Physical therapists are special health practitioners, but did you know they can treat people from head to toe? That certainly includes treating those dreaded headaches. Read on to learn more about headaches and the power physical therapy has in treating them.
As is true with many things in life, there may be more contributing to your pain than meets the eye. In fact, the point of pain may not be the source. Muscles throughout the body can create myofascial trigger points, often referred to as “knots.” These palpable tender spots are a group of muscle fibers that maintain a semi-contracted state for too long. The fascia, which is a non- contractile tissue, covers nearly every muscle fiber, can also be a part of this point restriction. These restrictions can be very tender to touch and can have a greater influence on how the entire muscle activates. Through years of research, medical professionals have been able to map common referral patterns for each muscle.1
There are a lot of different ways to provide treatment for people dealing with headaches, neck pain, jaw issues, symptoms related to whiplash following a motor vehicle accident, or dizziness; however, when guided by a physical therapist treatment is often supported by research as well as the therapist’s experience. One unique technique to address many of these issues uses a cervical laser headlamp to retrain how you balance your head and neck in space. It often feels like a game which can make therapy more fun and interesting. It also offers patients immediate feedback. But how and why does it work? Let’s explore.
There are many different types of headaches. In fact, the International Classification of Headaches has more than 180 pages! However, there is one type of headache that affects more than just your head and can be helped by a physical therapist: cervicogenic headaches.
Imagine you are at a high school football game watching your son play when you see that hit. The one that you know doesn’t look right. His head was down and he drove right into someone, or the one that he went helmet to helmet with an opponent, or even the one where his head bounced off the ground. The next thing you know, the school’s athletic trainer calls you down from the stands to tell you that your son has suffered a concussion.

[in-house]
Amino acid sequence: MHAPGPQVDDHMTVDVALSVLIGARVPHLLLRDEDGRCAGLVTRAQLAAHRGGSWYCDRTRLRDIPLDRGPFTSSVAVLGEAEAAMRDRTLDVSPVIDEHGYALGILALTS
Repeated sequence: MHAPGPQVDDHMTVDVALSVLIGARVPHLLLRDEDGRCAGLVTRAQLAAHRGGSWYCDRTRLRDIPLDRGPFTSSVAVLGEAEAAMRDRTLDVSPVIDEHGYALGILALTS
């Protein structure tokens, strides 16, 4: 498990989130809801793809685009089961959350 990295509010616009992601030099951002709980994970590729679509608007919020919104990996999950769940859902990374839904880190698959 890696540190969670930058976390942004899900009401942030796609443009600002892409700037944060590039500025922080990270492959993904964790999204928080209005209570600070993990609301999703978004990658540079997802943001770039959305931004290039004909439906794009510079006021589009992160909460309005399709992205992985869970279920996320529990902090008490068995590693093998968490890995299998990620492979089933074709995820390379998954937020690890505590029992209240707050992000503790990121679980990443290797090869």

The topic of concussions is on the rise. Concussions don’t just happen to football players, they can occur in any sport. Knowing some of the signs and symptoms to watch out for and what to do for them is essential to the health of your son or daughter. (more…)
Every year in October, we celebrate National Physical Therapy Month. There are many individuals that have seen a physical therapist (PT) for common reasons such as low back pain or knee pain. There are many different conditions, however, that PTs may treat that you may not be aware of. In order to keep up their professional license, PTs are required to take continuing education courses. Often, these courses may give a therapist a special set of skills for treating a certain condition or diagnosis. The following is a list of conditions that many individuals may not be aware that can be treated by a PT. (more…)
Treating a patient who reports frequent headaches is one of my favorite diagnoses to treat. Why do I love treating headaches so much? I love treating headaches because physical therapy can be so effective in providing the patient with relief quickly, and relief from a headache problem is a big deal for someone who suffers from them. (more…)
Whiplash is a term used to describe an injury to the neck area that usually involves a rapid movement into extension and flexion, such as in a car accident. Whiplash is the most common non-fatal injury associated with a motor vehicle accident and can even occur at speeds of less than 15 miles per hour. Symptoms of neck stiffness and pain usually appear in the days following the accident and can last for several months, often becoming chronic in 25% of individuals. (more…)